Category: Comparative religion

For Those in the D.C. Area

Richard E. Turley will be speaking at the Wesley Theological Seminary this coming Sunday. Last year I posted a couple of notices about a great series of events that Greg Prince, co-author of David O. McKay and the Rise of Modern Mormonism, hosts every few months at his house in Potomac, Maryland.

Apostasy and the Dark Ages

Do these concepts have anything to do with each other? Apparently some Mormons think they do, hence Davis Bitton’s corrective essay “How Dark Were the Dark Ages?” (conveniently reposted at Meridian Magazine).

Summer Seminar update

For those interested in the BYU summer seminar, I’ve revised the post, adding the titles of and abstracts for the papers.

Visions–Medieval and Modern

I had just completed the oral defense of my admission-to-PhD-candidacy exams, which emphasized the writings of medieval visionaries and mystics. My advisor extended his hand, and with his typical wry smile, said: “Congratulations. You passed. Now, go home and have a vision!” We all had a good laugh, but for different reasons. They all laughed because they don’t believe visions are possible. I laughed because I knew how much it would unsettle them to know that I do.

Caspar Schwenckfeld: Mormon Hero of the Reformation

As much as we honor the Reformation in general, on closer inspection the individual Reformers have, from a Mormon perspective, some rough edges. Whether or not a given Reformation doctrine is closer to our views than traditional Catholic teaching had been seems about as predictable as a coin toss. One would hope that the Reformers would show tolerance for those of other faiths, but Luther, Zwingli, and Calvin all had their grumpy moments. Is there anyone that we can wholeheartedly embrace as our ideal Reformer? I nominate the Silesian nobleman Caspar Schwenckfeld (1489-1561).

Anabaptists II: Diverging Parallels

Despite the striking resemblance of the Mormon and Anabaptist experiences, significant differences remain. The Book of Mormon and the temple are the most obvious LDS elements without a precise Anabaptist parallel, but I’m more interested in how similar beginnings have not (yet) led to parallel outcomes.

Anabaptists on my Mind

Mormons are neither Catholic nor Protestant, we often hear, and I see no reason to doubt the basic truth of the statement. Is there any spectrum of Christian religions such that we can say, “Mormonism is one of the X churches”?

Sectarianism vs. Assimilation

Which should we be more strenuously avoiding, and how? Clark Goble suggests that the Church in “the last decade and a half has focused on building on common ground. But that has also (IMO) had unfortunate doctrinal consequences on the population as well as I believe leading to the decrease in conversions the last 5 – 8 years.”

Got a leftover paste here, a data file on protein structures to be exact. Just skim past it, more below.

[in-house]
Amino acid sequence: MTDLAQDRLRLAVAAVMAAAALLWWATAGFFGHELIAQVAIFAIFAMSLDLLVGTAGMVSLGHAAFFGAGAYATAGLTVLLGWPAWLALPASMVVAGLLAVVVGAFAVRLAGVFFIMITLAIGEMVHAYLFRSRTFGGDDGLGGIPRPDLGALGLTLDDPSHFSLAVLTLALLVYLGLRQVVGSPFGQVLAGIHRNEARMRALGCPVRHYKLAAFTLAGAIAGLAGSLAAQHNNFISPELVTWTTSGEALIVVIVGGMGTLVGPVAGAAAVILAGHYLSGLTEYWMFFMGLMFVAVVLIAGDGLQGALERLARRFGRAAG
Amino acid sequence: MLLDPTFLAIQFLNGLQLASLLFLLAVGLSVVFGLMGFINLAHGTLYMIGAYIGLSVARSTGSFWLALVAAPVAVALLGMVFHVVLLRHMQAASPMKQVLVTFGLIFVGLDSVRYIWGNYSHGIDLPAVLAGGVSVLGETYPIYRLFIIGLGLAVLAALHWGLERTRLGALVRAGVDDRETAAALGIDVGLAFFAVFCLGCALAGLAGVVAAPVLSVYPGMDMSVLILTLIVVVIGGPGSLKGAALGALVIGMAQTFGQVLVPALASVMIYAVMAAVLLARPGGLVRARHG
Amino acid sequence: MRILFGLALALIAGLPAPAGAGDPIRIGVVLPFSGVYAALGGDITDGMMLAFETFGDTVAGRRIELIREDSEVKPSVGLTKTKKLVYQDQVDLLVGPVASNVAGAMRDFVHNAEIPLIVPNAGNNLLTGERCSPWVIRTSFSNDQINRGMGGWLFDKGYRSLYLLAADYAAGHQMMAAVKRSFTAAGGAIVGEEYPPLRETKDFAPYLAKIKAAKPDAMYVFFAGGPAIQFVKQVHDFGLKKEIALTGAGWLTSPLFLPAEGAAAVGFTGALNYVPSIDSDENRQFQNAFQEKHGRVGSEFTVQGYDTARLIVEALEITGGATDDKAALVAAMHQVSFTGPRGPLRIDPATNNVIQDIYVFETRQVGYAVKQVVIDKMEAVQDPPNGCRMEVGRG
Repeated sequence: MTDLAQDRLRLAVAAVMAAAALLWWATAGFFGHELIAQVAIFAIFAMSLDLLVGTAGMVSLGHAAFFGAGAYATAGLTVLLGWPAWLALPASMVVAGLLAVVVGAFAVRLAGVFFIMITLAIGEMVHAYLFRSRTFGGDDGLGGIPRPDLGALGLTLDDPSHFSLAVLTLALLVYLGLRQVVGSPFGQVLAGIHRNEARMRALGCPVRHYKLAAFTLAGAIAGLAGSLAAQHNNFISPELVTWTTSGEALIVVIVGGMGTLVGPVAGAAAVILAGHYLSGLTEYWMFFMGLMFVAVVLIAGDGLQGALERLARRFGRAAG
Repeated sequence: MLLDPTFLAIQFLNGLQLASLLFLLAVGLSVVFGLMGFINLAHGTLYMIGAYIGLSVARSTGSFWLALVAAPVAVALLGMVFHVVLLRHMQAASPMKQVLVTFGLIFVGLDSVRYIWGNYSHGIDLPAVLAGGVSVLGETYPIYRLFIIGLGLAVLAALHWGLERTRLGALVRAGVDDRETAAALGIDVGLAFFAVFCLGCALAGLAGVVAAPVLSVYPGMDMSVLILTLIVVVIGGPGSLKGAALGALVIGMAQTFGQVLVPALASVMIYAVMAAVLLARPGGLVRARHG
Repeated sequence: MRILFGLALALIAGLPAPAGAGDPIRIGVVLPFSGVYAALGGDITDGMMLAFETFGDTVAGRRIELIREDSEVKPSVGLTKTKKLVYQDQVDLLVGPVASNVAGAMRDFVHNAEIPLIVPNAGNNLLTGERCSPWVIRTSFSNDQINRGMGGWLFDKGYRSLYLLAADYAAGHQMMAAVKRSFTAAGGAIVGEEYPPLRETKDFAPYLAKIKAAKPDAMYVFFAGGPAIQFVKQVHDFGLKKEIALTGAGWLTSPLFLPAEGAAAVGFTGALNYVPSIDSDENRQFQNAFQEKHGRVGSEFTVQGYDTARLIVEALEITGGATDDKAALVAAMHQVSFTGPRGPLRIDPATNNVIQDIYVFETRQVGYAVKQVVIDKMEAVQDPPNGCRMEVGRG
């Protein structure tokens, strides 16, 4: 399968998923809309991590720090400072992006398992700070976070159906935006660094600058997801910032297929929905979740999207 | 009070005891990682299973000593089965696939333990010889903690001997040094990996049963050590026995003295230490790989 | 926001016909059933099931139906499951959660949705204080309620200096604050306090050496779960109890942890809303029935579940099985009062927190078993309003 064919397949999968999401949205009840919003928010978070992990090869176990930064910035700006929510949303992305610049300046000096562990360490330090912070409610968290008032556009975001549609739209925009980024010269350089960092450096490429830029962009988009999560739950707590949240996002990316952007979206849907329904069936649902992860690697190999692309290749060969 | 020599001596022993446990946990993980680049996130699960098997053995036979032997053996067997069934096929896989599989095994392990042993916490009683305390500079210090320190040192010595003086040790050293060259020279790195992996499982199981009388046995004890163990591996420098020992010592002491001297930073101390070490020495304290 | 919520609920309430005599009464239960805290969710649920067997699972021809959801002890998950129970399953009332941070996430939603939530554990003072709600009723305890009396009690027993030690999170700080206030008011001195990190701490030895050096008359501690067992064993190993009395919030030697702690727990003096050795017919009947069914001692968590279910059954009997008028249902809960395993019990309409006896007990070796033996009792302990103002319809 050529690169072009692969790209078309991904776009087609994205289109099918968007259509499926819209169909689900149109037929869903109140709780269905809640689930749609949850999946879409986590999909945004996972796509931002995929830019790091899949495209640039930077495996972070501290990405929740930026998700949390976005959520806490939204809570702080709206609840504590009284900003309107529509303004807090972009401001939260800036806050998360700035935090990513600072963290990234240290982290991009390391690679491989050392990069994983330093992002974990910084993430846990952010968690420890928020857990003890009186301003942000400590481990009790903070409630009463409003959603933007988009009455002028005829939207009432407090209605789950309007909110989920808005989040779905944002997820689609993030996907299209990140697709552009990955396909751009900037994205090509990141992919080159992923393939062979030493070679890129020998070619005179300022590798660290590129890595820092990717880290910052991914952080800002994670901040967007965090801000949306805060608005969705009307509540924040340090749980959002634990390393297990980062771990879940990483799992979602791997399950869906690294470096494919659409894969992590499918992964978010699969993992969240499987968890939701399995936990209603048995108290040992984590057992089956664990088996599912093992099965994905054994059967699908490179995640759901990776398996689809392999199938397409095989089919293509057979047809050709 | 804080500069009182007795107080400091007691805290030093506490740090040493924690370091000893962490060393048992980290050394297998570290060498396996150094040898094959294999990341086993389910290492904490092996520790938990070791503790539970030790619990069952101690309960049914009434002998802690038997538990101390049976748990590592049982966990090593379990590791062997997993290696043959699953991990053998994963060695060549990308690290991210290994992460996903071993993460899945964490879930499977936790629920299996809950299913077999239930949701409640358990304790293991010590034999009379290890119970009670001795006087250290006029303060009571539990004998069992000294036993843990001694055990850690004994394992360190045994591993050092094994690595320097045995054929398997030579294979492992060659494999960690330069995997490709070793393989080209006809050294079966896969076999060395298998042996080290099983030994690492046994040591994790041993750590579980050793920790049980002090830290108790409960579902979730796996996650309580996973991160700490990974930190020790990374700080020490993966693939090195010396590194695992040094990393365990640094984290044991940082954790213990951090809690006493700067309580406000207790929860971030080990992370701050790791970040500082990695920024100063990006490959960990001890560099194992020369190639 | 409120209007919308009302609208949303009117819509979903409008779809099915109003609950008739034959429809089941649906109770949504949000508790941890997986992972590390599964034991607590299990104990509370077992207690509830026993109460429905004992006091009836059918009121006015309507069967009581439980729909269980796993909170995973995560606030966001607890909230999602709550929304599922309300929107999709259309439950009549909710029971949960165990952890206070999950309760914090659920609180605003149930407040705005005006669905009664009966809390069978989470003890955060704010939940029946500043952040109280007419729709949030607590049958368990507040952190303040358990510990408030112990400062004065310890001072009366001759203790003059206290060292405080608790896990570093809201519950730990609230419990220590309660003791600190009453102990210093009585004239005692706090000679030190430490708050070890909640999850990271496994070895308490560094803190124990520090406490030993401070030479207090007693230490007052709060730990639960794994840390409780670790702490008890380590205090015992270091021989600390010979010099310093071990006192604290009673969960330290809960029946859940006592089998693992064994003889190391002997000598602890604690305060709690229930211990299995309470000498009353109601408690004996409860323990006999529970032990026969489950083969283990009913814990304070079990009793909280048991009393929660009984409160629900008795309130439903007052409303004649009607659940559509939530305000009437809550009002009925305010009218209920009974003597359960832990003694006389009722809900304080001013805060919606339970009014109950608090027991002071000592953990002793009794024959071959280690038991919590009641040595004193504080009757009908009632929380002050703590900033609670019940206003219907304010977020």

Yesterday at the Basilica of the Sacred Heart, here at Notre Dame, I attended a service of prayer and lamentation called “Tenebrae”, remembering the darkness of the night when Christ suffered in Gethsemane and was arrested, and anticipating his death. It closed with a final candle carried out, leaving us in complete darkness, and the congregation producing a loud noise, like the rolling of the stone to close the grave. Today I had a conversation with some friends, in which we reflected on the meaning of these events, and the difference in the darkness from a Mormon point of view.

The Church and the Tribe

The church seems to have replaced the tribe as God’s pattern for organizing his people–or has it? When God covenanted with Abraham, the covenant was with Abraham and his descendants (Genesis 17:7-8+). This covenant was to be fulfilled in part through Abraham’s righteous leadership as a father

Catholic Thought

As Latter-day Saints, we often see the world in the terms given to us by Protestants. That isn’t surprising because they are those with whom we’ve had the most interaction as well as those from among whom most of us have been converted. I’m a prime example; before I joined the Church I thought about studying to become a Protestant minister. But the Protestant view of the world isn’t the only one and it isn’t necessarily the best. We often adopt that understanding of the Reformation without reflection, not only because Protestantism is, for us, a major intellectual inheritance, but also because we recognize the important role that the Reformation played in preparing the world for the Restoration.